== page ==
During months and seasons of extreme temperatures, your monthly utility bills may start soaring. The constant heating and cooling of your home uses a lot of energy and costs money. For extra hot months, the family may be showering more too.
Add in loads of laundry, dirty dishes and all those lamps and gadgets plugged into outlets, and your meter could be working overtime as you zap through extra electricity. Or gas…depending on your energy options.
No one likes to have extra high bills, and paying out double to the utility companies could cause families to cut the budget elsewhere. When the budget is being electrocuted by energy costs, recharge your finances and follow these 10 simple ways to lower your utility bills.
1. Turn on ceiling fans
Ceiling fans help circulate the air in your home. The constant swirl of the blades allows for rising warm air to mix a bit lower, while cooler air can be pushed closer to the ceiling. Fans help the home stay cooler in the summer and warmer during the winter.
This extra circulation could mean that you can nudge the thermostat a bit, using less energy and saving the family a bit of money each month.
Don’t have a ceiling fan? These are easy to install and they come in a variety of prices to work with most budgets.
2. Adjust the hot water heater
The temperature setting on your hot water heater could help or hinder your finances. Yes, everyone loves a hot shower—especially during cold winters. However, setting the temp too high could be burning your budget.
According to the Department of Energy, “hot water heaters account for nearly 17 percent of a home’s energy use.” What’s the ideal temperature for your hot water heater? To keep burns away (and to help lower bills), the Department of Energy recommends nudging that temperature to 120 degrees (Fahrenheit).
Incandescent light bulbs are the eight-track of lighting options. Stop lighting your home with these vintage bulbs, because they use up too much energy.
Instead, switch all your lamps and fixtures to LED. Yes, LEDs are a bit pricier, but they last much longer, use less energy, produce less heat and will save you money!
According to USA Today, unless you have a supply of incandescent bulbs, you won’t be able to find them at stores, as incandescents were phased out in 2014. Although, Amazon still has sellers that offer the old-school bulbs.
4. Turn off the tap!
One of the simplest changes that homeowners can make to cut energy costs is to use less water. This means turning off the tap when washing hands and brushing your teeth and taking shorter showers.
Homeowners might not be mindful as to how much hot water they use doing other tasks, too, like washing clothes and dishes. Don’t wash dishes or clothes unless the load is completely full. Smaller loads just waste water.
5. Look for rebates
Some utility companies offer rebates for homeowners who select energy–saving appliances or and may reward other energy conserving choices. Check out your utility company’s web site to see what rebates/programs are available in your area.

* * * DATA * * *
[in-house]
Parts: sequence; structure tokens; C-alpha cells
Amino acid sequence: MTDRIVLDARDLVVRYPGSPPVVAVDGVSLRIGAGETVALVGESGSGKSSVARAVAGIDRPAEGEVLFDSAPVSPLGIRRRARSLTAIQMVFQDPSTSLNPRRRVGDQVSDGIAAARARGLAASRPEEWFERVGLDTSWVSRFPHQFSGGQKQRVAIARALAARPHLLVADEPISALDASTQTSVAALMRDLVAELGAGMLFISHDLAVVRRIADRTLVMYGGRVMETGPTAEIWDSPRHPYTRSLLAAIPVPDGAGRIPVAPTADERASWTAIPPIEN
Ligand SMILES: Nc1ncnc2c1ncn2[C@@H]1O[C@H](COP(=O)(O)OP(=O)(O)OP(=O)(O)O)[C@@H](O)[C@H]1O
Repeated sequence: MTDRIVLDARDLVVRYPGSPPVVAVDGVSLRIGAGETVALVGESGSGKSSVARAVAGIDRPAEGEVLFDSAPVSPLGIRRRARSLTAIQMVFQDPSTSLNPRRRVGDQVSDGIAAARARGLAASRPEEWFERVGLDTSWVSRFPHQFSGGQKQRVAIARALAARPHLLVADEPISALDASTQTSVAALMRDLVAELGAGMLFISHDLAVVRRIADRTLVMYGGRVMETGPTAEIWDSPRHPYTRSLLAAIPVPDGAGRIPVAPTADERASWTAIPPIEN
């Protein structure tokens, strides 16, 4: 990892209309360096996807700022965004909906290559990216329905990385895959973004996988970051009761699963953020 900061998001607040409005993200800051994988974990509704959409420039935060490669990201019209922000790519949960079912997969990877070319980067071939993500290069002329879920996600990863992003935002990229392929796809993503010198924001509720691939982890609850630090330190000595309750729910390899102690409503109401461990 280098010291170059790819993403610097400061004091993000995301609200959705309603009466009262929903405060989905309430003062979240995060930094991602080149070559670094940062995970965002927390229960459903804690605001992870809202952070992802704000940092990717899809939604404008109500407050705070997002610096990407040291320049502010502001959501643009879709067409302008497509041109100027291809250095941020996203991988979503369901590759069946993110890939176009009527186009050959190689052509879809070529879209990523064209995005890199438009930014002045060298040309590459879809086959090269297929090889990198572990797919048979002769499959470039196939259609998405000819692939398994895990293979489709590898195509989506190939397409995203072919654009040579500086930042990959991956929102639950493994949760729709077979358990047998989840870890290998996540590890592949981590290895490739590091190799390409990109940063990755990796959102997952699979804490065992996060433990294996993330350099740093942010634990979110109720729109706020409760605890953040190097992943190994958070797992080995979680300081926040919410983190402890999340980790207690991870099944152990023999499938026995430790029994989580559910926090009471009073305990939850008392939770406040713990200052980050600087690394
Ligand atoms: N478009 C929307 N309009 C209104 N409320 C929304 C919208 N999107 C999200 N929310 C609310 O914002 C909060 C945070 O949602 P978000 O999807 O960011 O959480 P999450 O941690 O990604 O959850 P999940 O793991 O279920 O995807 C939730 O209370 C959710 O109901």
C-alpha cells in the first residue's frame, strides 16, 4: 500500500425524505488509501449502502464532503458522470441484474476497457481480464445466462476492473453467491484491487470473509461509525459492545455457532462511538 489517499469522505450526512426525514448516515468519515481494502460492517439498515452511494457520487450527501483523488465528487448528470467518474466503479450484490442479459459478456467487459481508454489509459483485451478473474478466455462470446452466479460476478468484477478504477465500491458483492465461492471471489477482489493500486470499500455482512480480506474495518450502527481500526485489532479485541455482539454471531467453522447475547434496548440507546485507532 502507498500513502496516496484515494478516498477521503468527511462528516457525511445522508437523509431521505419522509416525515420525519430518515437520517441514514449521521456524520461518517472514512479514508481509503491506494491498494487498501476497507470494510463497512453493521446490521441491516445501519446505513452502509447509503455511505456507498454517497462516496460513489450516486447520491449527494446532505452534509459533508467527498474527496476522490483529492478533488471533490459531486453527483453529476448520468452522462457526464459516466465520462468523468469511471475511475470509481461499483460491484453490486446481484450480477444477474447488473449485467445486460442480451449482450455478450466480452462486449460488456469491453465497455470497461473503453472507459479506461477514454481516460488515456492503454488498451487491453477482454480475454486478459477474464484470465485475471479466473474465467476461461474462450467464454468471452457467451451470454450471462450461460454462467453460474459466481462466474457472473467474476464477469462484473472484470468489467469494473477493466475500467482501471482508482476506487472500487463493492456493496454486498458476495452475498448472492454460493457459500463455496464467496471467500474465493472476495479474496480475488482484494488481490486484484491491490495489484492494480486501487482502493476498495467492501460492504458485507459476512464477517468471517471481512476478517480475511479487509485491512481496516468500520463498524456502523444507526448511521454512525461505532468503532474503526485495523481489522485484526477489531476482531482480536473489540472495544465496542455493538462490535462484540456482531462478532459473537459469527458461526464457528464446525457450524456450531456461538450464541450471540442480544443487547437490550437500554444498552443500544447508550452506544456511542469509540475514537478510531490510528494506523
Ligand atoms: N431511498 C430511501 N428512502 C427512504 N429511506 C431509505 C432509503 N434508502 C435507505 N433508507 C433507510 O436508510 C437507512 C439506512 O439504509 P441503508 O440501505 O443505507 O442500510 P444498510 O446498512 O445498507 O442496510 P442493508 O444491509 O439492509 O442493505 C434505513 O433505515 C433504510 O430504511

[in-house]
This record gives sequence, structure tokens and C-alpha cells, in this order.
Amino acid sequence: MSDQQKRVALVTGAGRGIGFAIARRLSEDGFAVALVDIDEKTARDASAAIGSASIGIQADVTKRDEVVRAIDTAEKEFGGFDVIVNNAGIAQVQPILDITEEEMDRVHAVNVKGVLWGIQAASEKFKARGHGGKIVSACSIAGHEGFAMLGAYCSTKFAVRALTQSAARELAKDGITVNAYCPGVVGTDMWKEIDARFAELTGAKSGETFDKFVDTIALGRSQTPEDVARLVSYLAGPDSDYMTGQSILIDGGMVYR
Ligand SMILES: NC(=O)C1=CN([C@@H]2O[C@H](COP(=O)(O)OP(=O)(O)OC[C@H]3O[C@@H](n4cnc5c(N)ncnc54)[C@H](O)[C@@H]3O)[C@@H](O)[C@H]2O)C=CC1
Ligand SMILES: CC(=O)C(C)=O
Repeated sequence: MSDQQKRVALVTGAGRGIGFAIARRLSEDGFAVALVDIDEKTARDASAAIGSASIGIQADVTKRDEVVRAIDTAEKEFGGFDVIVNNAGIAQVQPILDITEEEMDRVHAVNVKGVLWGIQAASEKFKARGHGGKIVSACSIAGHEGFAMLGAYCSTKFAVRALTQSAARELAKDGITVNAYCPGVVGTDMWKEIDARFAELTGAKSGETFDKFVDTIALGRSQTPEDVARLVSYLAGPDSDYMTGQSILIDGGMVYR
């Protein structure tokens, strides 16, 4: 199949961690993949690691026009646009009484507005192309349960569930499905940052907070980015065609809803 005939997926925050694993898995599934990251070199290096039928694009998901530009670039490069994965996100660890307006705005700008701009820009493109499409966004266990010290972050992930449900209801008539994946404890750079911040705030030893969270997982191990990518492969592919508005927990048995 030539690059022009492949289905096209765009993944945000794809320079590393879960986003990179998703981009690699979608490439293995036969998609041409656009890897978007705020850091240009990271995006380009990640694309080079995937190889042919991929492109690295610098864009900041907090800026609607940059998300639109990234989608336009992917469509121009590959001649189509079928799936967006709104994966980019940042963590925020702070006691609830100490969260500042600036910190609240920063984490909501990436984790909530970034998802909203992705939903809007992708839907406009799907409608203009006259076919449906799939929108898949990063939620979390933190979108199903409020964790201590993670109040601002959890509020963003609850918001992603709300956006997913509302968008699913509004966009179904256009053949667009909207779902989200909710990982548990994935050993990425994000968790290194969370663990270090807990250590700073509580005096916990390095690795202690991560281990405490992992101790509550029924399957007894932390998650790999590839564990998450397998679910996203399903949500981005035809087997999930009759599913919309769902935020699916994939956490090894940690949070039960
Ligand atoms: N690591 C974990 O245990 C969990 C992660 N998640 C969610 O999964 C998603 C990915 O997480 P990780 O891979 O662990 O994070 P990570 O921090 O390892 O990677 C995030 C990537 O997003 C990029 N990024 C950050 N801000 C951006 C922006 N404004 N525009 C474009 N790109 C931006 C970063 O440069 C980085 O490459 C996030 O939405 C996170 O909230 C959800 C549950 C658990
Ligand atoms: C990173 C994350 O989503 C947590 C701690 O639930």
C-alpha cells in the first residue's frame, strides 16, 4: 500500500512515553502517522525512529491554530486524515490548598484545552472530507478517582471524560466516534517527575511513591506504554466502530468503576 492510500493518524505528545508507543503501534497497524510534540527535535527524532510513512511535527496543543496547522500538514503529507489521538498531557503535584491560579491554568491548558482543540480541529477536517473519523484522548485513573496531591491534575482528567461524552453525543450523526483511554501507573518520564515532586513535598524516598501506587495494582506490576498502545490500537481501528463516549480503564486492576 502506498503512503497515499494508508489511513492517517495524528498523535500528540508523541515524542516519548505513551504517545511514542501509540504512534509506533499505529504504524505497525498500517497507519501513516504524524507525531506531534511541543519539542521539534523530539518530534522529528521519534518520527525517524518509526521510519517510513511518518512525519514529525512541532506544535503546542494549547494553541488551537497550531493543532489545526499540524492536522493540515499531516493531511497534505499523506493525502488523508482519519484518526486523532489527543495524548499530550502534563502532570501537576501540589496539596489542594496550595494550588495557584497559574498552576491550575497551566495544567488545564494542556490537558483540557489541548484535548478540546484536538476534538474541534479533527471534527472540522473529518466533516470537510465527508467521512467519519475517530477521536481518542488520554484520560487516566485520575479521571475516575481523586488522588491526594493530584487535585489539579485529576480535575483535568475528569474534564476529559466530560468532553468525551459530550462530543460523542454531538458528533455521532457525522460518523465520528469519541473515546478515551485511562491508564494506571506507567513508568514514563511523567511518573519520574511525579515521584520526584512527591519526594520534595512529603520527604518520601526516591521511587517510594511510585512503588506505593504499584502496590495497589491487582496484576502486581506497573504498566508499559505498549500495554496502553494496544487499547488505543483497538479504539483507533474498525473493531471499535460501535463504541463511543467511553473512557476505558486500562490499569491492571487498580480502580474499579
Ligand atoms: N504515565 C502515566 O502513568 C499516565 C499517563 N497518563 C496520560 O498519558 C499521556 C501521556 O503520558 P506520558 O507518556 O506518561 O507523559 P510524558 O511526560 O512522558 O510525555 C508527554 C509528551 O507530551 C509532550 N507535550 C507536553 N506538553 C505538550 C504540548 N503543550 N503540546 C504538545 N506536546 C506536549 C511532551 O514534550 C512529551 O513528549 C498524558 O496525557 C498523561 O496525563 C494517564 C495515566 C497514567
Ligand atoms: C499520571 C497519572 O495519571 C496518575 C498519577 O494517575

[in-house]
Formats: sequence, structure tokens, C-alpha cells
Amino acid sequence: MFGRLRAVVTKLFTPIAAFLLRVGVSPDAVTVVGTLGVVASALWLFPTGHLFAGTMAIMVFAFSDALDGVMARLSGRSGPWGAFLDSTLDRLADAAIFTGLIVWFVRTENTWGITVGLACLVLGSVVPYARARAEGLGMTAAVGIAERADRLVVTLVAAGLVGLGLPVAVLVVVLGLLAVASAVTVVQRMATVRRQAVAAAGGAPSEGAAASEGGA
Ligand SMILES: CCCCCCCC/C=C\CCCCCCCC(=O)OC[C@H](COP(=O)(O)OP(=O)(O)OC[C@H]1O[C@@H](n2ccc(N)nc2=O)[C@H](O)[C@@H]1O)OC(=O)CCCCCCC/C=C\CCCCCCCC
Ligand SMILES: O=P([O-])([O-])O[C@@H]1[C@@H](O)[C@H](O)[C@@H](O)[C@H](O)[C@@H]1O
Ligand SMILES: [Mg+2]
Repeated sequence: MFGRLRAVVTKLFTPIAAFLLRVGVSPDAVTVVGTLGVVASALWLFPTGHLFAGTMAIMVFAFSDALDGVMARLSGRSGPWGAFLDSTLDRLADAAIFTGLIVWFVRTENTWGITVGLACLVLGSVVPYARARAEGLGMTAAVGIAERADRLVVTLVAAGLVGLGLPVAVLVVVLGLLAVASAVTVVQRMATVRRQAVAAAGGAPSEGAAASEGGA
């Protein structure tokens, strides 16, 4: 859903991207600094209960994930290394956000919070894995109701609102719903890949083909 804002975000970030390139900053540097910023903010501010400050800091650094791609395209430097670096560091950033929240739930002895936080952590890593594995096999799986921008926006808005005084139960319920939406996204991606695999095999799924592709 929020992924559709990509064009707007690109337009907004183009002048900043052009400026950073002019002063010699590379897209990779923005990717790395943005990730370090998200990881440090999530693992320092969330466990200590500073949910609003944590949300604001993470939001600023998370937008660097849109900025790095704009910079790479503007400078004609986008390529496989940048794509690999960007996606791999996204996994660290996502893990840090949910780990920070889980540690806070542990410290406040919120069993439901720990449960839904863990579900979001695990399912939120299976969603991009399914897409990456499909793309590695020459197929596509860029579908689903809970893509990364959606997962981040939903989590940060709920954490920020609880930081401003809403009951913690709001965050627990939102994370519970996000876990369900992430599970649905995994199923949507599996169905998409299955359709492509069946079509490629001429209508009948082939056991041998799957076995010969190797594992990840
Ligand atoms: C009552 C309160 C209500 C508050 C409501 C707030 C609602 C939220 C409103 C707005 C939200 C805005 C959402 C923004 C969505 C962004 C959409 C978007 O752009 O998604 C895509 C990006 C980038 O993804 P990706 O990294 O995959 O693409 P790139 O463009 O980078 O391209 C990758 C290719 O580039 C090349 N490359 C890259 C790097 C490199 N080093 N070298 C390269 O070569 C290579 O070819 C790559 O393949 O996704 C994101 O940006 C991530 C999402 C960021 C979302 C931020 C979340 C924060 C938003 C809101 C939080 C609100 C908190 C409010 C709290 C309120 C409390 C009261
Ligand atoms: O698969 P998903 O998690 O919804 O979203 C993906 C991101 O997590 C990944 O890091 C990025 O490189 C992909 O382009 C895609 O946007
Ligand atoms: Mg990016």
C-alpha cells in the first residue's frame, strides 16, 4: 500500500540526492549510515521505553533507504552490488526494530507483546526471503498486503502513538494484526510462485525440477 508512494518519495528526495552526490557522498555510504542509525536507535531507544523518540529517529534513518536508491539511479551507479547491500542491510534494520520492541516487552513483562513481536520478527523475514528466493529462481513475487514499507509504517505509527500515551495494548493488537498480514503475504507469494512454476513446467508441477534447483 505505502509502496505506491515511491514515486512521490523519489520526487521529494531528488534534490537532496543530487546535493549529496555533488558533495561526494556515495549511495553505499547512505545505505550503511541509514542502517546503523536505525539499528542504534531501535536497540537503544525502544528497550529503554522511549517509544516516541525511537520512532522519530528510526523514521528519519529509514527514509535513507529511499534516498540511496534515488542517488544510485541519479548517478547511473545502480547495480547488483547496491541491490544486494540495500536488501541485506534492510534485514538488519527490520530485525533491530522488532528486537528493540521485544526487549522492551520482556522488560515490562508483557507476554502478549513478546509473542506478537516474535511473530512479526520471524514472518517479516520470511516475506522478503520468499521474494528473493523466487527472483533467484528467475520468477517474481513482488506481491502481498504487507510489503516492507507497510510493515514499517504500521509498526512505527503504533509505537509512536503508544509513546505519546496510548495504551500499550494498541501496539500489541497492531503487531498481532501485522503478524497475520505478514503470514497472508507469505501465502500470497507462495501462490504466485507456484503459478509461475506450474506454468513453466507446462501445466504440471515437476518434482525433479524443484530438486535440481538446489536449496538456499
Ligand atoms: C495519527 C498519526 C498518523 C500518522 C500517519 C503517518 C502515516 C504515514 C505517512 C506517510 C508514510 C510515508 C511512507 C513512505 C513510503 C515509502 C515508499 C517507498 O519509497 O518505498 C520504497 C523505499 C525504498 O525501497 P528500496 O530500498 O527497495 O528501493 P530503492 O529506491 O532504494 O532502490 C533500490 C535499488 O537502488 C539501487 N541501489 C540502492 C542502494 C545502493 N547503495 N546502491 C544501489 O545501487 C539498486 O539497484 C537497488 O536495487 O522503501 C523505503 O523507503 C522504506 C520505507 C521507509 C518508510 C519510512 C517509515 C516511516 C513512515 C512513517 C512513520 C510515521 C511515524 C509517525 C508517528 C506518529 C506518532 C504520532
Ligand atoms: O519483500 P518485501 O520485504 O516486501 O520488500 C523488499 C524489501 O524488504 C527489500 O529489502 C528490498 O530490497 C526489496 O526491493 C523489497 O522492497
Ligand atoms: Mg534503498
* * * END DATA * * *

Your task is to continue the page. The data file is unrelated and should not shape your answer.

Homeowners also can download the HomeSelfe app, which helps track down rebates in the area.
6. Conduct a home energy audit
Knowing how much water, electricity and gas you use is the first step in reducing your usage. HomeSelfe can help owners find out what rooms in the home are using the most energy.
Using the HomeSelfe app to conduct a home energy audit gives you the big picture of your energy use and may help you uncover underlying problems that are causing excessive energy costs (like a leaky pipe).
7. Utilize the Internet of Things (IoT)
The Internet of Things is just what the name implies—using tech in our daily lives to control appliances and other home necessities.
Using smart plugs take the appliance digital, and you can control the energy use from your phone or other device.
IoT helps could help homeowners break those bad habits that could be costing money. If you forgot to turn off the lights when you left the house, no worries! Just use your phone to turn off the smart plug.
8. Embrace minimalism.
Using less costs less! Embrace a habit of minimalism for your home. Unplug any device or appliance you don’t use. Open up the curtains to light the home naturally. Recycle old batteries, glass bottles and appliances—you may even earn a little cash!
When you are in the habit of using less, you may start to see the impact on your bills. Plus, decluttering the house may leave you feeling a little bit less anxious.
Warm air could be escaping from your windows. If a room is feeling too cold, perhaps heat is leaking out of poorly insulated windows. Home improvement stores sell plastic insulation film to cover windows and keep warm air in the home.
10. Program the HVAC controls.
Many HVAC units can be programmed to increase or decrease the temperature during off hours. If you’re at work during the day, adjust the controls so that the unit uses less energy when you’re not at home (lower temps during winter, warmer temps during the summer).
You may decide to adjust the temperature at night, too. These small changes can make a nice dent in that monthly bill.
Don’t feel zapped by your monthly utility bills. Take control of your energy use and embrace changes to lower your costs each month. Adjust your HVAC during off-hours while at work or school. Turn down the temperature on your hot water heater. Keep heat from escaping your home by insulating windows during the winter months. Homeowners also can take advantage of the HomeSelfe app to conduct a home energy audit and help find valuable rebates. Or contact the local utility company for more information on cost-saving options.
Change bad habits and make a conscious effort to use less energy and waste less natural resources. Not only will you help to decrease your carbon footprint, but you will save money, too!